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EU may delay Oracle's Sun acquisition

Golden 'chutes not deployed

Internet Security Threat Report 2014

European regulators could help create a further delay in the closure of Oracle's planned $5.6bn acquisition of Sun Microsystems.

Reuters has reported European Union anti-trust authorities are sill deciding whether to approved he deal by Thursday's deadline, with concern centered on Oracle's ownership of MySQL.

A decision to not automatically approve the deal and to proceed to a review would spark an investigation that could last up to four months potentially pushing closure into the beginning of 2010. With the clock ticking, a decision on whether to investigate has not been taken.

If the EU does decide to investigate it would mean the latest set back to Oracle's acquisition. The Reg understands from Sun insiders the deal has already missed at least one closure date, with executes steering the deal missing out on a planned allocation of stock as a result.

Oracle's purchase of Sun was last month cleared by US regulators at the Department of Justice (DoJ), after concern initially surfaced over implications for the way Java is licensed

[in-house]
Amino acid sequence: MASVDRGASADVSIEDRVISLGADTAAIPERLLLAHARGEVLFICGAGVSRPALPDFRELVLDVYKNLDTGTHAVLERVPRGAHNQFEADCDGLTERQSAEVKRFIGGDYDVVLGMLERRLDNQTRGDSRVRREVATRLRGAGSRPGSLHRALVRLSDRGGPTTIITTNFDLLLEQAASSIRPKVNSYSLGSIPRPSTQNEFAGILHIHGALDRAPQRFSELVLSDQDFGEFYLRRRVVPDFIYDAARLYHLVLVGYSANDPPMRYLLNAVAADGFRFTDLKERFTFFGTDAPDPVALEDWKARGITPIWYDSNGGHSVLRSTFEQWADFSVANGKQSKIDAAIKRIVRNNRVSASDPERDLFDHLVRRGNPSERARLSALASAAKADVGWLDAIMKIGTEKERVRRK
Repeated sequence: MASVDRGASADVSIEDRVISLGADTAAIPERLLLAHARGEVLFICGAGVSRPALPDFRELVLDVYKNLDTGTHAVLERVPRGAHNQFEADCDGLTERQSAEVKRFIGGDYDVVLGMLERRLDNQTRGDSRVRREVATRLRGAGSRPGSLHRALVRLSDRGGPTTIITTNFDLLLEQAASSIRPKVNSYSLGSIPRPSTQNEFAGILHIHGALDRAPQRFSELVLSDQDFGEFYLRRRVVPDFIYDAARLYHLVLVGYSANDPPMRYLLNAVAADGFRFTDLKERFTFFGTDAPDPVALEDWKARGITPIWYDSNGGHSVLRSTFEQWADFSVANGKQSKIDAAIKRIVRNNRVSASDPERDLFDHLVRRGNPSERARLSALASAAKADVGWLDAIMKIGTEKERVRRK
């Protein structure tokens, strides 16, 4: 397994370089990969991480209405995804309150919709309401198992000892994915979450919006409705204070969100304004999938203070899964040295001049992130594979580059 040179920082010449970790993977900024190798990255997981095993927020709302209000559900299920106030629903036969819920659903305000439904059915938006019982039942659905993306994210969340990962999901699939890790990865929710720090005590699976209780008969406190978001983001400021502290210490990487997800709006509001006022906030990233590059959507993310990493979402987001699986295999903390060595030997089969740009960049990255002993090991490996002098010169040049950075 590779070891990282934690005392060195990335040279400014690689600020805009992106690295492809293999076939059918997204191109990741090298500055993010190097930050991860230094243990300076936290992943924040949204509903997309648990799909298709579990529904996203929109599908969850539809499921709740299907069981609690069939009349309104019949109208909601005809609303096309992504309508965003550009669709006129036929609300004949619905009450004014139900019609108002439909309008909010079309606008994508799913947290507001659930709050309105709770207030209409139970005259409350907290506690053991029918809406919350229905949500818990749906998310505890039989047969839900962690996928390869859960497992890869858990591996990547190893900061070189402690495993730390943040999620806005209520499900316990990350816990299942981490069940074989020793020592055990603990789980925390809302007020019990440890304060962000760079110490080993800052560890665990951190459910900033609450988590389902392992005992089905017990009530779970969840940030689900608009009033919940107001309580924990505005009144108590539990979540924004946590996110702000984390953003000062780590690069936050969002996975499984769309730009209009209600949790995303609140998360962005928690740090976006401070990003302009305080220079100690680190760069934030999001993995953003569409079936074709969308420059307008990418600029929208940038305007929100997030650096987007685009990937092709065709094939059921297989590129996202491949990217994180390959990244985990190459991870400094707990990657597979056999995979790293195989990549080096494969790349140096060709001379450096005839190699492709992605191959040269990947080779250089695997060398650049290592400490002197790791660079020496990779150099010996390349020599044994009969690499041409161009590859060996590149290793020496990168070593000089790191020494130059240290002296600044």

At the time, Oracle's lawyers issued a brisk statement that dismissed the notion anti-trust on Java would delay the deal and stressed its cordial dealings with the DoJ.

Europe could be a different matter. Regulators have proved notoriously resistant to US companies and their lawyers trying to fast-track decisions or side step the process.

If there is a regulatory catch, though, it's likely to have been the fact Java will be owned and licensed by one of the largest Java vendors. The catch would be the terms and conditions Oracle made Java available under.

The EU last month certainly suggested this could be an issue, when it said it was examining the deal and would be done by September 3.

On databases, while Oracle might have dominant market share in RDBMS, this remains a relatively diverse market while MySQL largely plays in a different segment. ®

Internet Security Threat Report 2014

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